Net neutrality makes this all possible.

    But now Internet freedom and transparency is in danger from a new kind of discrimination.

    The years-long debate of net neutrality has come down to tomorrow’s vote. Approving Title II means that no Internet service provider can charge more to get you the same content at the same speed as any other competitor. Net neutrality will ensure that San Francisco’s diverse residents and businesses can stay connected to communication networks, online education tools and information resources without fear of speed bumps or — even worse — not being able to access information.

    Developing a fair and open network creates space for startups and individuals from all walks of life to experiment as part of the new 21st Century economy. The Internet continues to evolve and innovators will continue innovating using the Internet to improve our lives for the better.

    As the Mayor of San Francisco, I have been an early and vocal supporter of net neutrality, and I hope you will join me today in encouraging the FCC to approve Title II.

  • Pointers: introducing Siri to your family
    This week’s Pointers tip is short and sweet, and one of those head-slapping “of course!” moments. It’s a far simpler way of adding your family into Siri so that she (or he) will understand who you mean when you say “send a text to my wife” or “read me the last email from my father.” You can do this manually in Contacts (or the previous version, known as Address Book), but its a bit labor-intensive that way. Using this easier method, you can eliminate the dreaded “which John did you mean?” when you know more than one, and meant the one you’re related to.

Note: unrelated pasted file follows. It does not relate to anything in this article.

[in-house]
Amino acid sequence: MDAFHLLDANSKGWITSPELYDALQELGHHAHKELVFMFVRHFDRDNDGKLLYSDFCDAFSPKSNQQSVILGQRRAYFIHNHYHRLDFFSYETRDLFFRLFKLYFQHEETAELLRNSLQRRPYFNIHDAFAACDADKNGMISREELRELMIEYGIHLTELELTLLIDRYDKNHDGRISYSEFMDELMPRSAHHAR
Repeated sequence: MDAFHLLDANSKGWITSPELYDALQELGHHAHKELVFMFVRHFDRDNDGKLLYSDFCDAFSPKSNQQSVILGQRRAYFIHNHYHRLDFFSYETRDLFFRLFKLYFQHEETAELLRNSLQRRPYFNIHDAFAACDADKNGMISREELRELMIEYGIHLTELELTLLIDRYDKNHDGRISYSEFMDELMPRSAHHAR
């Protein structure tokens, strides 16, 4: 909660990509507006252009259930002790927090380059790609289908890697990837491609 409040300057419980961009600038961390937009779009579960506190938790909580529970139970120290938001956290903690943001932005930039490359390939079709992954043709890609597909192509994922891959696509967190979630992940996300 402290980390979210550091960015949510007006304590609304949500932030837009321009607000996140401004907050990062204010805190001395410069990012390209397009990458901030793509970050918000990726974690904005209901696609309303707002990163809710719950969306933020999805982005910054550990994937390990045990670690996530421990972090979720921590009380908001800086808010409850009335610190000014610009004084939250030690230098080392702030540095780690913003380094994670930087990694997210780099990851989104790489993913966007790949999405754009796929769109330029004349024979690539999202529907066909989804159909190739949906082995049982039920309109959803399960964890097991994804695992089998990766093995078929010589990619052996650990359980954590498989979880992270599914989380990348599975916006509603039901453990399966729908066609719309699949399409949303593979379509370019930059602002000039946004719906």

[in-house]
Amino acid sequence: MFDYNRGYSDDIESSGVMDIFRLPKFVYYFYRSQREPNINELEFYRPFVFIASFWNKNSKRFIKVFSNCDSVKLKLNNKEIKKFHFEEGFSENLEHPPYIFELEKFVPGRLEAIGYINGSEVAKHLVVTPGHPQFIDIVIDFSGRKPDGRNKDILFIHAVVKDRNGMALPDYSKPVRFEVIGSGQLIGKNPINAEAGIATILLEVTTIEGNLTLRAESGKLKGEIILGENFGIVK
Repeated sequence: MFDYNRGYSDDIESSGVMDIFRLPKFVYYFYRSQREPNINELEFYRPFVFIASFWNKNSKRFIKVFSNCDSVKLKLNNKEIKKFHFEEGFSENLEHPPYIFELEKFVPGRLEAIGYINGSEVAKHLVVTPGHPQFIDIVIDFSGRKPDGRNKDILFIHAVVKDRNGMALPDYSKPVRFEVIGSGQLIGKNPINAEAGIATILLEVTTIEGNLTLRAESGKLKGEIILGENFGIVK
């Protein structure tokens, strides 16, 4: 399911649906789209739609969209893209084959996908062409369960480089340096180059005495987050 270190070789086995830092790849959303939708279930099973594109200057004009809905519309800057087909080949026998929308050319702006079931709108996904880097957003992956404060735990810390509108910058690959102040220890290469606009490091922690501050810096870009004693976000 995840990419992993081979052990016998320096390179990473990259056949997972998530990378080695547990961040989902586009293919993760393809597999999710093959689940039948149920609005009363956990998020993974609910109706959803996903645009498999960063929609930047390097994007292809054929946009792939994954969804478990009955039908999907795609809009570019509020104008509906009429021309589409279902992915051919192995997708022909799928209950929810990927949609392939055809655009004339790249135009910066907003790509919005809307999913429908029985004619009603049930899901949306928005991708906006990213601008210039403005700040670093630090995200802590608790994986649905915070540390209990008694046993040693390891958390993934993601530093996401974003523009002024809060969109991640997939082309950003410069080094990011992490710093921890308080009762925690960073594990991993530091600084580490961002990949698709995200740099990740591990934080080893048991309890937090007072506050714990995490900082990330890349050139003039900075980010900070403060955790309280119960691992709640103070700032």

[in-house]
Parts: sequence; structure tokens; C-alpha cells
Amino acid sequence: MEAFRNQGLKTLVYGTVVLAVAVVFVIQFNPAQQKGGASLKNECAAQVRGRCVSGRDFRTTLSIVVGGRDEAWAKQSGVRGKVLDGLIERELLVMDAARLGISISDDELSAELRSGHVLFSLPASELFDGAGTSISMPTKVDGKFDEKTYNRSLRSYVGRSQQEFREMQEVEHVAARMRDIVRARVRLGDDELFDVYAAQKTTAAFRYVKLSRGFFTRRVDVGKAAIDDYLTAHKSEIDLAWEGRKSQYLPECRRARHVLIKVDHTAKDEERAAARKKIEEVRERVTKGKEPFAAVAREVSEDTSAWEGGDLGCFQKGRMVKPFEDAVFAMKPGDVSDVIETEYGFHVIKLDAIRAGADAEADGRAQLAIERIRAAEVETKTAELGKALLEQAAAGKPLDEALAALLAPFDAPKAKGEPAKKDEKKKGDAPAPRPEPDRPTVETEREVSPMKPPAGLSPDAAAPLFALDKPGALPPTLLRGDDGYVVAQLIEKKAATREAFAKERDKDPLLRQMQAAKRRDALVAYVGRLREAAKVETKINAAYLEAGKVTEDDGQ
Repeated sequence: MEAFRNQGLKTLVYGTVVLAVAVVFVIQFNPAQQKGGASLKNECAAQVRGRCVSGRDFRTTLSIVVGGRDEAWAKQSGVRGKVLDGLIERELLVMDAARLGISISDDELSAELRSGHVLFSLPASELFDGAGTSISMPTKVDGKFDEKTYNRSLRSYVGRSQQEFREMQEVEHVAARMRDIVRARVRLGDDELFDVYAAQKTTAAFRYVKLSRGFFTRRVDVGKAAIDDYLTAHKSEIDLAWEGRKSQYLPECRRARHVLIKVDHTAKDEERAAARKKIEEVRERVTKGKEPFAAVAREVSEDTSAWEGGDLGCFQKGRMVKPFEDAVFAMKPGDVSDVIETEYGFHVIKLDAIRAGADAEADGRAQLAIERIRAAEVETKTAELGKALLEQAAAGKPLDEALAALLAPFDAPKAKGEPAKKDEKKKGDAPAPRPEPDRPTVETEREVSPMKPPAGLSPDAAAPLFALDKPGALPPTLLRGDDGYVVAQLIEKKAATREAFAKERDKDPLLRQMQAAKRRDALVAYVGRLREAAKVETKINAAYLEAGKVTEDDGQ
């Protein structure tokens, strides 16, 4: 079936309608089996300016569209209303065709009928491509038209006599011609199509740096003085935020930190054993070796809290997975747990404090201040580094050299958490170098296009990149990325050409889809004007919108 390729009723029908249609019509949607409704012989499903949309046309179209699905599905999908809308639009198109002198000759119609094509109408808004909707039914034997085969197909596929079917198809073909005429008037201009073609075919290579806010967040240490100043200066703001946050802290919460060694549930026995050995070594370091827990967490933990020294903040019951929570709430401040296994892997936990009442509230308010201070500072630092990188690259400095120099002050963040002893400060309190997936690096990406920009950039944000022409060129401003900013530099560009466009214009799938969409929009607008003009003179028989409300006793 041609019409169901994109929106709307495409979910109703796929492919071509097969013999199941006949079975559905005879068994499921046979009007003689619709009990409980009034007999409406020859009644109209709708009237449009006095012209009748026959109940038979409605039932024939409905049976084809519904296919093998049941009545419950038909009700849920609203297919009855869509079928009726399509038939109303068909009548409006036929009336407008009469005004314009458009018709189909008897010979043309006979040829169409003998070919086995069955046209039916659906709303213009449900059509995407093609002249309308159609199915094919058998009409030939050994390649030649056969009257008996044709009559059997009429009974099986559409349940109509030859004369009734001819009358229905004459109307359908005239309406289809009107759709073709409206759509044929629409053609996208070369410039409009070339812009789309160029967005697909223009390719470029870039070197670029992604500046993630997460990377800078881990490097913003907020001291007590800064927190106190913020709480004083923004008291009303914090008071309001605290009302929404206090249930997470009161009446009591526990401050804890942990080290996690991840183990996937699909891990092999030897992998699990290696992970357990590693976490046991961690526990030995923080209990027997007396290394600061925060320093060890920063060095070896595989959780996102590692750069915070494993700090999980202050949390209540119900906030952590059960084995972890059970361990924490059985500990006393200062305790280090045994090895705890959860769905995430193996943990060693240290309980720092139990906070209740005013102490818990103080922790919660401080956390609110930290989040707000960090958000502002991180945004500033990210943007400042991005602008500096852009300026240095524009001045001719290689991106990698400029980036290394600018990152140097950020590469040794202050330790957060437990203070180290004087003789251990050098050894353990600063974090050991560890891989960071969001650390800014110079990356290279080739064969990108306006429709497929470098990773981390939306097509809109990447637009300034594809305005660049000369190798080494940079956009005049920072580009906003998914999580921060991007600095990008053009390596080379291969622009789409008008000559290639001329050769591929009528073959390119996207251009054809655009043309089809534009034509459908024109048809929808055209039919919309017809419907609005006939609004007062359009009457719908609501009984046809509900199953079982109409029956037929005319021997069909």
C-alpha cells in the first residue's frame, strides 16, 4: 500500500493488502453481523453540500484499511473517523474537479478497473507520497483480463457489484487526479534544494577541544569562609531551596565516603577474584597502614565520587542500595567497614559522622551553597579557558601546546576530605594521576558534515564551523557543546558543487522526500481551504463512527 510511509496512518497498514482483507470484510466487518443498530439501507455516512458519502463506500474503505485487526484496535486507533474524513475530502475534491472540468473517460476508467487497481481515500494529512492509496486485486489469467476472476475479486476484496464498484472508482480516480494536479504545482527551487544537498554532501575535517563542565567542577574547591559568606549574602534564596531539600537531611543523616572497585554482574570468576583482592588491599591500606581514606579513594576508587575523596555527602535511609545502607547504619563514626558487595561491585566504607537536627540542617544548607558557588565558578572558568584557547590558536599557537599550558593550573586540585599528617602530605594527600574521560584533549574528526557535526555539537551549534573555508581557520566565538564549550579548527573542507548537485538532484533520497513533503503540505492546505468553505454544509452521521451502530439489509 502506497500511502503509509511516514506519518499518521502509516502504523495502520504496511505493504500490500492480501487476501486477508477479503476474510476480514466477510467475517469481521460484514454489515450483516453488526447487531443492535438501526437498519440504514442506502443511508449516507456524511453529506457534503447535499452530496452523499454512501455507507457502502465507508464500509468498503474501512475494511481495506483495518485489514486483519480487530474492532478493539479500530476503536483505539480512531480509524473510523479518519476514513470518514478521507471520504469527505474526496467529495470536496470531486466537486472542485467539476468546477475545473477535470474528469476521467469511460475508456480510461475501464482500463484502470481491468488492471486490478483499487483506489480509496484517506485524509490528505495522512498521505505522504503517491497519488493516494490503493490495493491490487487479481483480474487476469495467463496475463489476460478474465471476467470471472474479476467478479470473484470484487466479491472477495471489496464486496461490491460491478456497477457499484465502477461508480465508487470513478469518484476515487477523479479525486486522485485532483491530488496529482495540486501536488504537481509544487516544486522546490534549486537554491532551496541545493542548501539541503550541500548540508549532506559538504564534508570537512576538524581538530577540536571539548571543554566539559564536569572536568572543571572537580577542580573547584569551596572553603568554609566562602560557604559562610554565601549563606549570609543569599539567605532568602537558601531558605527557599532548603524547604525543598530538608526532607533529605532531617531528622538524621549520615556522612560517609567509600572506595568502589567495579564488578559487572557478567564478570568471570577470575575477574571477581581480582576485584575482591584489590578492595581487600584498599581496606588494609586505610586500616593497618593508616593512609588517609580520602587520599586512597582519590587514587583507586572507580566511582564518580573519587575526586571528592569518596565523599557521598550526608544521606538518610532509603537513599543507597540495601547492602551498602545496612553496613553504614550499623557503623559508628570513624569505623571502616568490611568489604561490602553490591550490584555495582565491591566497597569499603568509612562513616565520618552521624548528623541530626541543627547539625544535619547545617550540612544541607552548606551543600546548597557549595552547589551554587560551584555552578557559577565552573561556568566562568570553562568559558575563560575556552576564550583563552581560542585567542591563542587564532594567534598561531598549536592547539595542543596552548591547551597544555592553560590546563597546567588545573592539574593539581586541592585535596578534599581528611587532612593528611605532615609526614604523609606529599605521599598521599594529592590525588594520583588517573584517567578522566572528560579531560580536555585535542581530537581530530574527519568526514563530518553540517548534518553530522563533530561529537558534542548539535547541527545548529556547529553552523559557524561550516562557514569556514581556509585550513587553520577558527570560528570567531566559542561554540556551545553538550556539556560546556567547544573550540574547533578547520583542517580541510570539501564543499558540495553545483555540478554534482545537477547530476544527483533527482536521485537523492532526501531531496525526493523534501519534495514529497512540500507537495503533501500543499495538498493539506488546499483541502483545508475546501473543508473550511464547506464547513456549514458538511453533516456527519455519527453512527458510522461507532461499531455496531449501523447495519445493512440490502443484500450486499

• IDC: Apple, Samsung control 96.3 percent of entire smartphone market
    Based on shipment data, analyst firm IDC has determined that Apple and Samsung have effectively gained full control of the smartphone market, splitting 96.3 percent of all smartphones shipped — up nearly a full percentage point from the same period last year. All Android phones combined account for 81.5 percent in 2014, a slight increase from 2013. The percentages flip, however, when talking about money rather than units — with Apple said to get 90 percent of the profits in the industry.

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    Using advanced maths to make your ride to work easier
  • Drones Are More Than Killing Machines, but What Happens When They Become Intelligent

    You will be forgiven if you missed the Drones for Good competition held recently in Dubai. Despite drone technology really taking off commercially in the last year or so (the potential puns are endless) they remain a relatively niche interest.

    Drones — or unmanned aerial vehicles (UAVs) as they are increasingly known — have reached a mass-market tipping point. You can buy them on the high street for the price of a smartphone and, despite a large DIY Drone community, the out-of-the-box versions are pretty extraordinary, fitted with built-in cameras and “follow me” technology, where your drone will follow you as you walk, run, surf, or hang-glide. Their usefulness to professional filmmakers has led to the first New York Drone Film Festival to be held in March 2015.